Earlier this week it was reported an iceberg the size of Delaware broke off from the Larsen C Ice Shelf in Antarctica. Scientists monitoring the ice shelf cannot definitively attribute the break to climate change, but warming water and air cannot be ruled out either. Most likely the break was naturally occurring, and since the iceberg was already floating, it won’t contribute much to sea-level rise. It’s the same concept of ice melting in a glass of water. Water levels remain the same because the ice cube is displacing an amount of water equal to its own weight.
The most recent break from the Larsen C Ice Shelf isn’t cause for serious alarm now because the size of this iceberg isn’t abnormally large. However, what’s worrisome is the potential collapse of the parent ice shelf decades from now.
To provide some perspective, let’s discuss my favorite disaster film – The Day After Tomorrow.
(Note: If you’ve never seen the movie, you need to get your life together. The level of cataclysmic climate shenanigans is epic.)
Dennis Quaid and his paleoclimatologist bros (no need using character names here) are drilling for ice core samples on the Larsen Ice Shelf when the ice sheet suddenly cracks beneath his feet. Somehow through the power of movie physics, Quaid survives and doesn’t fall to his death.
Quaid goes back to the lab and realizes that all these wild weather patterns may be due to global warming. He flies to a conveniently held United Nations conference so he can warn world leaders of their pending doom. Of course no one listens because death and destruction must happen first before our leaders take action.
Quaid was trying to explain this simple concept to leaders: global climate is controlled by our oceans.
Ocean currents are a conveyor belt transporting warm water and precipitation from the tropics to the poles, and cold water from the poles back to the equator. The ocean acts as a big heat-retaining solar panel, especially in the tropics, and distributes this heat through evaporation. The colder and saltier the ocean water, the denser it is. The greater the density created between cold and warm water, the more mixing and circulation will happen.
So when the newly single Larsen was no longer in a long-term relationship and was ready to hit these streets, its movements would cause a severe drop in ocean temperatures – much like a massive typhoon – and disrupt the entire North Atlantic Current.
In a matter of hours, dozens of tornadoes touch down in Los Angeles tearing up the airport and everybody’s insurance coverage. There’s a blizzard in San Diego, and hail rains down on Tokyo like a toddler throwing a tantrum. Home dude in Scotland dies because Europe freezes over, and a monstrous storm surge floods all of Manhattan, where Quaid’s movie son Jake Gyllenhall is stranded. By the end of the day, the temperature drops to the point where the Northeastern part of the U.S. experiences a severe snow storm.
In the end, Quaid saves Jake, but the government ignored the warning signs and hundreds of thousands of people lost their lives. (The movie did not reference how many people died, but I’m estimating numbers based on damage shown throughout the film.)
I know that the depiction of events unfolding in such rapid succession in the film is highly unlikely. But the movie fast-forwards the speed of climate processes so that viewers can understand the magnitude of what’s happening on a timescale that’s relatable.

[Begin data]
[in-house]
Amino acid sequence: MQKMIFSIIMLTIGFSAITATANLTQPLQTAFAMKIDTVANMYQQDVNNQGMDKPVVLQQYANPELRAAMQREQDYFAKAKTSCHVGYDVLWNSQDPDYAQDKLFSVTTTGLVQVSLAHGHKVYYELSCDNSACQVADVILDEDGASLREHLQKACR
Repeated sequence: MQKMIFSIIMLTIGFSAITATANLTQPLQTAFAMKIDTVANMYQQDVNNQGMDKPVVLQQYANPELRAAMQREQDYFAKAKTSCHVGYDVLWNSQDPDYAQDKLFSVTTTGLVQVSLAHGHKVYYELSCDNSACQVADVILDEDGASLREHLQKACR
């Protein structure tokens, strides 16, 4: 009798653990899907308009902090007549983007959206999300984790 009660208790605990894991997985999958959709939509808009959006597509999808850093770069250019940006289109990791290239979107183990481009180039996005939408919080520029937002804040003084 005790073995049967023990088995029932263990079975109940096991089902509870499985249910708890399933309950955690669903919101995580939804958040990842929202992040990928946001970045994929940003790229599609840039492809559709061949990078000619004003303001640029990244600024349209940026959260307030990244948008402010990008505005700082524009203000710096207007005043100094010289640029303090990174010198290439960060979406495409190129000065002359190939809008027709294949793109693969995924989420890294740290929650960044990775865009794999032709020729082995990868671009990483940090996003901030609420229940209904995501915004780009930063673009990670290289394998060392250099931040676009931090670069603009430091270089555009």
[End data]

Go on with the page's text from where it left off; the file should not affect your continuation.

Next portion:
Climate is part of the geologic time scale. Yet, we are constantly being asked to comprehend the slow rate of geologic processes on a human time scale. We think in minutes, days, months and years.
Humans have difficulty grasping the metric of time in regards to what feels like ancient history compared to the nearness of ‘today.’ We are wired to focus on the near future and short-term consequences.
Even though impacts are already taking place, the most significant impacts of climate change still lie in the future. And because climate change is an extension into the future, there is a distance between what’s happening in our lives now and what will happen down the road. That’s why it’s easier to respond to the aftermath of a hurricane than putting together a 20-year climate preparedness plan for coastal communities.
It’s hard for us to conceptualize that we have the capability to alter the landscape of this planet. But we’ve documented what happens decades after we drain lakes, blow off mountaintops and deforest land. We know that change is happening now.
Since 1963, Lake Chad – a major water resource for Nigeria, Niger, Chad and Cameroon – has shrunk 90 percent. As Obama was running for his first term as president in 2007, Syria entered a three-year drought, leading to a civil war and the current refugee crisis. Last year, an entire island community in Louisiana started planning its move to a new region of the U.S. after losing 98 percent of its landmass. It only took 60 years of flooding and storm surges to see their home disappear.
The Earth is 4.6 billion years old. For billions of years, geologic events unfolded without being seen or felt by humans. Tiny changes happening in increments of tens of thousands of years brought us to where we are today with earth’s climate. That’s too long for the mind to truly comprehend.
But not being able to see or feel something shouldn’t erase what evidence is showing what’s happening and what will happen. Climate change will not impact this planet or certain populations of people equally. There must be more long-term thinking and the inclusion of people in the narrative to bridge the distance between geologic time and human time.
Environmental advocate. Communications professional. Sports fan. I love television and press conferences.